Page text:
Why was my claim for Social Security Disability denied?
Denials are issued simply because in the eyes of the disability examiner (or appeals processer) the claimant failed to prove that they were unable to work at a substantial and gainful level, and that they were unable to do so for at least one full year. Along these same lines, the examiner thinks that the claimant’s residual functional capacity does not preclude them from going back to their old job.
Remember that in order to qualify for disability your condition must be:
- Severe enough to make it impossible to work at a substantial and gainful level;
- Severe enough to last one year.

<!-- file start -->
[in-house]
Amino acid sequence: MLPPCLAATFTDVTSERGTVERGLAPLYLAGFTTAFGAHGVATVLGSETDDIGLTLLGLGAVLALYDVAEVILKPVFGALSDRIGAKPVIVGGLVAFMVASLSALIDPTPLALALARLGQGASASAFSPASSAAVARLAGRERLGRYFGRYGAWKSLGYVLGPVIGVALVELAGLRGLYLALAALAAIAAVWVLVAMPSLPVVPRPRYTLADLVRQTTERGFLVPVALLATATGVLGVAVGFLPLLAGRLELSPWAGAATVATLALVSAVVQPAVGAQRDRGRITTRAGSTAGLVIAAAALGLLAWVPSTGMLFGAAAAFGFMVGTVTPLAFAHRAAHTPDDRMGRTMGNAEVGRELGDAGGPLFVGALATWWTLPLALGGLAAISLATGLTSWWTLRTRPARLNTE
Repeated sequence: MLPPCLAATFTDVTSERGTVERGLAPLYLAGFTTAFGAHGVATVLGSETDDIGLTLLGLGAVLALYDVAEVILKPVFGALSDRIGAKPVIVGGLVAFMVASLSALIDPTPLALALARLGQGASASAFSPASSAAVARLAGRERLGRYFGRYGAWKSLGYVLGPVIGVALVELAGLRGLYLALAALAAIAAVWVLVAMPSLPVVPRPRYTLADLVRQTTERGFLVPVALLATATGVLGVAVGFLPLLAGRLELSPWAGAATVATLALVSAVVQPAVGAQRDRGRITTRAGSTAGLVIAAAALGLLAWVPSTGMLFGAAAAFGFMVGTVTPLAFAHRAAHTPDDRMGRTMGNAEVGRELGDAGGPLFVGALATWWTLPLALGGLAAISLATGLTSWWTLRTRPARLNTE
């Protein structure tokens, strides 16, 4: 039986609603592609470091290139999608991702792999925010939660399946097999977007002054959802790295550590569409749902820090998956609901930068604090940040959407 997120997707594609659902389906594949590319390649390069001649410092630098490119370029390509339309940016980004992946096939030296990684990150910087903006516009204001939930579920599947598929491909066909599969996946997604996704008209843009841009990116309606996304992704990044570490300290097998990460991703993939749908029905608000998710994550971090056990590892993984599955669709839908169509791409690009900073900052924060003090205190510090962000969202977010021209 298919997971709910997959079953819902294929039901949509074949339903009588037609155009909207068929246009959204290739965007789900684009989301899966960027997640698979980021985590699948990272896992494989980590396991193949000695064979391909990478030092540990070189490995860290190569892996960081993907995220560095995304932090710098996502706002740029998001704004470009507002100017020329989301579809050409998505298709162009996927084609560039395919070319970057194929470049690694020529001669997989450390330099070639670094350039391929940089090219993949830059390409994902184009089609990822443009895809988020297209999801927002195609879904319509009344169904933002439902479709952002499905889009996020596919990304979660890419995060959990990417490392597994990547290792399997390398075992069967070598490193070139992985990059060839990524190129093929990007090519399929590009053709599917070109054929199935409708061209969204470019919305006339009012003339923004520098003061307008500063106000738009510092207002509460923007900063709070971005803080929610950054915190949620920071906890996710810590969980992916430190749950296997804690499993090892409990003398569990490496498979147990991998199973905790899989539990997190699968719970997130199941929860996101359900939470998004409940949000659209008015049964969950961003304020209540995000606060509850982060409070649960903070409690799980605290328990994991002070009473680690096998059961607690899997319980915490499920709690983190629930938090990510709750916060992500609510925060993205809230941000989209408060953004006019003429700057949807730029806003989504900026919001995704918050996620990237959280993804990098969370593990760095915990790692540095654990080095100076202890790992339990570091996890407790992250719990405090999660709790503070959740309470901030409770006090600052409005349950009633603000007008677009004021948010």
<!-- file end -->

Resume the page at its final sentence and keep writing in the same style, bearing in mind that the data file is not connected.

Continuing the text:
“Working at a substantial and gainful level” includes your last job, any jobs that you held in the last 15 years (what Social Security considers to be relevant past work), and any other jobs that your skills and training may qualify you, as long as your age and restrictions don’t disqualify you.
Another somewhat common reason for denial is that the claimant returned to their work (where they presumably earn a substantial and gainful wage) while the disability application or appeal was pending. It goes without saying that if a claimant returns to work while the application is pending, there is no hope that the examiner will find them “unable to return to work.”